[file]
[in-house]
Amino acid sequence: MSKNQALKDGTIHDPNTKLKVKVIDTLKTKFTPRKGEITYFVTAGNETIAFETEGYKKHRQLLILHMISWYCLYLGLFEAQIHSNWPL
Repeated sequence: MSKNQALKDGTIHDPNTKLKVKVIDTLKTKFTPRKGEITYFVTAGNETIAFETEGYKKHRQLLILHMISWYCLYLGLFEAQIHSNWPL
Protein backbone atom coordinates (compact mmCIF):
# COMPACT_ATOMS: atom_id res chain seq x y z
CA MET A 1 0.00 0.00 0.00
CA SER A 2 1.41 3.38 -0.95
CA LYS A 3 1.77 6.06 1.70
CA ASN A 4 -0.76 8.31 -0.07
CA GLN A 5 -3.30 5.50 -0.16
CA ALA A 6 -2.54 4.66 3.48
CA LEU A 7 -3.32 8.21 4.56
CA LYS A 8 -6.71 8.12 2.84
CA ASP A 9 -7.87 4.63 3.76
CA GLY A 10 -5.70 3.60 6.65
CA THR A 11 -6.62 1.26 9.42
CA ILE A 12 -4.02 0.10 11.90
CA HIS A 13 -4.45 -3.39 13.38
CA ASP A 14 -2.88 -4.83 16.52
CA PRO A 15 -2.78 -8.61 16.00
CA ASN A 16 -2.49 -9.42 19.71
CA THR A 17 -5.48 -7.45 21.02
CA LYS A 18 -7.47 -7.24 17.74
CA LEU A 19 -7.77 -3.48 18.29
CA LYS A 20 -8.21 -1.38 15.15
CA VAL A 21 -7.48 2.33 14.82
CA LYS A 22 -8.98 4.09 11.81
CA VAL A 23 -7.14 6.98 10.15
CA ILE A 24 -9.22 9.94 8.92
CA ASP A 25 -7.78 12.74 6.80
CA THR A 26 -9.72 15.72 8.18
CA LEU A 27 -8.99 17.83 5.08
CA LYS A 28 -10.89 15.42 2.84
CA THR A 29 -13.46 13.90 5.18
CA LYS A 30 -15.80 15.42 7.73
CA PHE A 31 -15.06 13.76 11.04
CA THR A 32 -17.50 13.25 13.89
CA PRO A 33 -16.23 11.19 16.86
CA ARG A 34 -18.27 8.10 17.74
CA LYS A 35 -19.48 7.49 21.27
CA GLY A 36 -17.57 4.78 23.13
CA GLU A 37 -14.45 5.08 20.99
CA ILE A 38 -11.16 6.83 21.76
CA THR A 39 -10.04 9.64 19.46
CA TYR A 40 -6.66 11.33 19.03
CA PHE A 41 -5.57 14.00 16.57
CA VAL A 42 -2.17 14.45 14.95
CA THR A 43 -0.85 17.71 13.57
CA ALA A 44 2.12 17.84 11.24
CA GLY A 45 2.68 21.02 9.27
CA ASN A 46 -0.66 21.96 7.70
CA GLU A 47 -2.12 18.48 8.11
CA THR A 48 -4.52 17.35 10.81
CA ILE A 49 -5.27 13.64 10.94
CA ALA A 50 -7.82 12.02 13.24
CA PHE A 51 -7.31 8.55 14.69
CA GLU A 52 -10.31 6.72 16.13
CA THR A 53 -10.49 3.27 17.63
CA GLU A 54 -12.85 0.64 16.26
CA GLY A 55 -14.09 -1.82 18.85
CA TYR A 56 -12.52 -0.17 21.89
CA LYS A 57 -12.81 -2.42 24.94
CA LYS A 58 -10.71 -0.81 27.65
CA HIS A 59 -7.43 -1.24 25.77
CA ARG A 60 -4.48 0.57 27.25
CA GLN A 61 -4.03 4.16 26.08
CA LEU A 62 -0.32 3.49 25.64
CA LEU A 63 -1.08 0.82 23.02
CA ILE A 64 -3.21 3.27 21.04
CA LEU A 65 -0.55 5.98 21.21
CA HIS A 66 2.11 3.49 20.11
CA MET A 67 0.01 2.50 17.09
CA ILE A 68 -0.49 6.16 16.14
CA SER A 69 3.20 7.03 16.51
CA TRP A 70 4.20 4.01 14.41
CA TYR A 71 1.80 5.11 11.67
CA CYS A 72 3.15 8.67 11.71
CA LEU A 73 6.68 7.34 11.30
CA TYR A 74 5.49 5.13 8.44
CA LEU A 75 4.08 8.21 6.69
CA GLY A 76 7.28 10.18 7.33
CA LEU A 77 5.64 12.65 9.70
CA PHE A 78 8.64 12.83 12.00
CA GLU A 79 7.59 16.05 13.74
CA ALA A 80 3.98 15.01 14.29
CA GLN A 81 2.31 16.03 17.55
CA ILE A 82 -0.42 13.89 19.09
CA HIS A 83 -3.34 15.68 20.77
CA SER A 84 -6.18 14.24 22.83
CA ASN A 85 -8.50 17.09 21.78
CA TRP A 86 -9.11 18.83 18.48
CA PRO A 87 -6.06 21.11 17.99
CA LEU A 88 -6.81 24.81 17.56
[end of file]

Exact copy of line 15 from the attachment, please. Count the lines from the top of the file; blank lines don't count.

CA GLY A 10 -5.70 3.60 6.65